- Using Multiple Processes to Improve System Productivity
- Multiple Users Utilizing a Single System
- Improving Machine Efficiency Through Consolidation
- Using Parallelism to Improve the Performance of a Single Task
- Parallelization Patterns
- How Dependencies Influence the Ability Run Code in Parallel
- Identifying Parallelization Opportunities
Improving Machine Efficiency Through Consolidation
Multicore computing is really just the continuing development of more powerful system architectures. Tasks that used to require a dedicated machine can now be performed using a single core of a multicore machine. This is a new opportunity to consolidate multiple tasks from multiple separate machines down to a single multicore machine. An example might be using a single machine for both a web server and e-mail where previously these functions would be running on their own dedicated machines.
There are many ways to achieve this. The simplest would be to log into the machine and start both the e-mail and web server. However, for security reasons, it is often necessary to keep these functions separated. It would be unfortunate if it were possible to send a suitably formed request to the web server allowing it to retrieve someone's e-mail archive.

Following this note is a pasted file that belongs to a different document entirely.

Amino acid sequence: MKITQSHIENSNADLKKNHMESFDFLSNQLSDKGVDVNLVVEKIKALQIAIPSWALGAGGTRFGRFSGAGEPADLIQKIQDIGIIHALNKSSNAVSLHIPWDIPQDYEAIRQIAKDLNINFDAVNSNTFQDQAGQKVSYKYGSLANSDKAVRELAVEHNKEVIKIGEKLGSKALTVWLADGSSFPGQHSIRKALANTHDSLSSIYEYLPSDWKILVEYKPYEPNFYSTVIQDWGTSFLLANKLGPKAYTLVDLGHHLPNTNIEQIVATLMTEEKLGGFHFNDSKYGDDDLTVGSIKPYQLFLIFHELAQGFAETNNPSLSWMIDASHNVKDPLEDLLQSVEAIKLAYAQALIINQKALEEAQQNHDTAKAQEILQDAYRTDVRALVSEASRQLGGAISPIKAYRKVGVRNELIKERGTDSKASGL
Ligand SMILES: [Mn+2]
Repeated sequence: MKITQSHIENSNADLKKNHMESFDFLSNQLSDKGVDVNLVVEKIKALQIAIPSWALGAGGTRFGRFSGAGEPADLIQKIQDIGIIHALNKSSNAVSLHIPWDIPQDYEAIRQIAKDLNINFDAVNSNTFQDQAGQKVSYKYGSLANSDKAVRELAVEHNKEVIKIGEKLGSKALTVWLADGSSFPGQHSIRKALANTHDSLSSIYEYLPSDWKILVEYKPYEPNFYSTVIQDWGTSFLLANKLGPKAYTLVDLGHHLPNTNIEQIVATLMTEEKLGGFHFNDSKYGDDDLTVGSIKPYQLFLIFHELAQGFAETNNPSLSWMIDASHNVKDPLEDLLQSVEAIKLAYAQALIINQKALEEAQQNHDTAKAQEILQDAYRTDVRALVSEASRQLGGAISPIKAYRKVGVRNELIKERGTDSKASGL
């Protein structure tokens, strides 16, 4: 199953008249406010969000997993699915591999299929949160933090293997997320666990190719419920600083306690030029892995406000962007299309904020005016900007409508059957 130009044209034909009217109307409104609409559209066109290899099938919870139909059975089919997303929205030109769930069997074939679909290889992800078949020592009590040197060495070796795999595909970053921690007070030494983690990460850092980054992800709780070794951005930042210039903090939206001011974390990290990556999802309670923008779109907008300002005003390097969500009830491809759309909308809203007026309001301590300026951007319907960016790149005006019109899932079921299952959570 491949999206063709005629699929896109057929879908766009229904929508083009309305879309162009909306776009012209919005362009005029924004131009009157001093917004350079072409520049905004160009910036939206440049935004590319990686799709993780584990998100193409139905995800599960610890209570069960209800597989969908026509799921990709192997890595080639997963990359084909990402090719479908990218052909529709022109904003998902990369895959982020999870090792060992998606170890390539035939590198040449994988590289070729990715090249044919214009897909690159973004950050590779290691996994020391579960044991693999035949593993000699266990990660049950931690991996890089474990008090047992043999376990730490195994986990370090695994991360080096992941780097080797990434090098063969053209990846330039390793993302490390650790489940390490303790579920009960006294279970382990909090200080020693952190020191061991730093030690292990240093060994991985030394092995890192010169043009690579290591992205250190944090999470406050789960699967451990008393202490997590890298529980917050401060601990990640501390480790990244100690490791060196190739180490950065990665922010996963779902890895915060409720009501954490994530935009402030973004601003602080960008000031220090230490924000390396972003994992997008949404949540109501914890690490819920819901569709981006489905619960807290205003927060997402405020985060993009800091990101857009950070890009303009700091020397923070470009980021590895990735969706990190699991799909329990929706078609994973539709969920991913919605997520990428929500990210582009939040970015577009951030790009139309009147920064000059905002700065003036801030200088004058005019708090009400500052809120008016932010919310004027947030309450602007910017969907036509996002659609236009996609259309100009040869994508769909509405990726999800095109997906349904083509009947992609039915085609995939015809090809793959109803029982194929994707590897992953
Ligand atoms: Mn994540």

The obvious solution would be to run both servers as different users. This could use the default access control system to stop the web server from getting access to the e-mail server's file. This would work, but it does not guard against user error. For example, someone might accidentally put one of the mail server's files under the wrong permissions, leaving the mail open to reading or perhaps leaving it possible to install a back door into the system. For this reason, smarter technologies have evolved to provide better separation between processes running on the same machine.
Using Containers to Isolate Applications Sharing a Single System